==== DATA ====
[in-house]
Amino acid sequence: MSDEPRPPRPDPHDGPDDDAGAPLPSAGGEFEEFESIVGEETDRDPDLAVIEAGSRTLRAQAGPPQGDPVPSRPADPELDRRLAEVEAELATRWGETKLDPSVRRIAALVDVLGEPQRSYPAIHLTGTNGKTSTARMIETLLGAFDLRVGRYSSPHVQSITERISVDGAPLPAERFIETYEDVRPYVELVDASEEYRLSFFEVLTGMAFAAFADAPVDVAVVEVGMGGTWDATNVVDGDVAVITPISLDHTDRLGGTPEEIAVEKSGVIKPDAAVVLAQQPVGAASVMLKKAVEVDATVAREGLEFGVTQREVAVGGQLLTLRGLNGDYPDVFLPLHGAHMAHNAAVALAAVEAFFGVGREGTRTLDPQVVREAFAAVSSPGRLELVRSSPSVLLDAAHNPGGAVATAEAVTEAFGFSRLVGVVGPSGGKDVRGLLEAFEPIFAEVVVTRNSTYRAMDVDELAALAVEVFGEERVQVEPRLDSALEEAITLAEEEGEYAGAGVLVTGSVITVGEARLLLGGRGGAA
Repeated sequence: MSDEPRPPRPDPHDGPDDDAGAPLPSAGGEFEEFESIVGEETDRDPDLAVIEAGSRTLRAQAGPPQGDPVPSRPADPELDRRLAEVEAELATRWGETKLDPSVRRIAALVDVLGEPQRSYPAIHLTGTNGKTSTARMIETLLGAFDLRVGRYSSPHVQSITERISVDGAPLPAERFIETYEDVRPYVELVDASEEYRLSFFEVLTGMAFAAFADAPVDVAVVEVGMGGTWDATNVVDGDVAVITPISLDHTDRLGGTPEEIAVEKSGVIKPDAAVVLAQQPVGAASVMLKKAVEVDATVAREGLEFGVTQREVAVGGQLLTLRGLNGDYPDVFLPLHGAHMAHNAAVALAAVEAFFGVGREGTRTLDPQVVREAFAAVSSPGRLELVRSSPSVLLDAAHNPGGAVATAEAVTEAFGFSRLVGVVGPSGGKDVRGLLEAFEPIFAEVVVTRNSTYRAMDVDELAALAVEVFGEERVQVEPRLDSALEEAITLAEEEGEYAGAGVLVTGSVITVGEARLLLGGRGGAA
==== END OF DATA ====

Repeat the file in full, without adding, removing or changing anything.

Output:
[in-house]
Amino acid sequence: MSDEPRPPRPDPHDGPDDDAGAPLPSAGGEFEEFESIVGEETDRDPDLAVIEAGSRTLRAQAGPPQGDPVPSRPADPELDRRLAEVEAELATRWGETKLDPSVRRIAALVDVLGEPQRSYPAIHLTGTNGKTSTARMIETLLGAFDLRVGRYSSPHVQSITERISVDGAPLPAERFIETYEDVRPYVELVDASEEYRLSFFEVLTGMAFAAFADAPVDVAVVEVGMGGTWDATNVVDGDVAVITPISLDHTDRLGGTPEEIAVEKSGVIKPDAAVVLAQQPVGAASVMLKKAVEVDATVAREGLEFGVTQREVAVGGQLLTLRGLNGDYPDVFLPLHGAHMAHNAAVALAAVEAFFGVGREGTRTLDPQVVREAFAAVSSPGRLELVRSSPSVLLDAAHNPGGAVATAEAVTEAFGFSRLVGVVGPSGGKDVRGLLEAFEPIFAEVVVTRNSTYRAMDVDELAALAVEVFGEERVQVEPRLDSALEEAITLAEEEGEYAGAGVLVTGSVITVGEARLLLGGRGGAA
Repeated sequence: MSDEPRPPRPDPHDGPDDDAGAPLPSAGGEFEEFESIVGEETDRDPDLAVIEAGSRTLRAQAGPPQGDPVPSRPADPELDRRLAEVEAELATRWGETKLDPSVRRIAALVDVLGEPQRSYPAIHLTGTNGKTSTARMIETLLGAFDLRVGRYSSPHVQSITERISVDGAPLPAERFIETYEDVRPYVELVDASEEYRLSFFEVLTGMAFAAFADAPVDVAVVEVGMGGTWDATNVVDGDVAVITPISLDHTDRLGGTPEEIAVEKSGVIKPDAAVVLAQQPVGAASVMLKKAVEVDATVAREGLEFGVTQREVAVGGQLLTLRGLNGDYPDVFLPLHGAHMAHNAAVALAAVEAFFGVGREGTRTLDPQVVREAFAAVSSPGRLELVRSSPSVLLDAAHNPGGAVATAEAVTEAFGFSRLVGVVGPSGGKDVRGLLEAFEPIFAEVVVTRNSTYRAMDVDELAALAVEVFGEERVQVEPRLDSALEEAITLAEEEGEYAGAGVLVTGSVITVGEARLLLGGRGGAA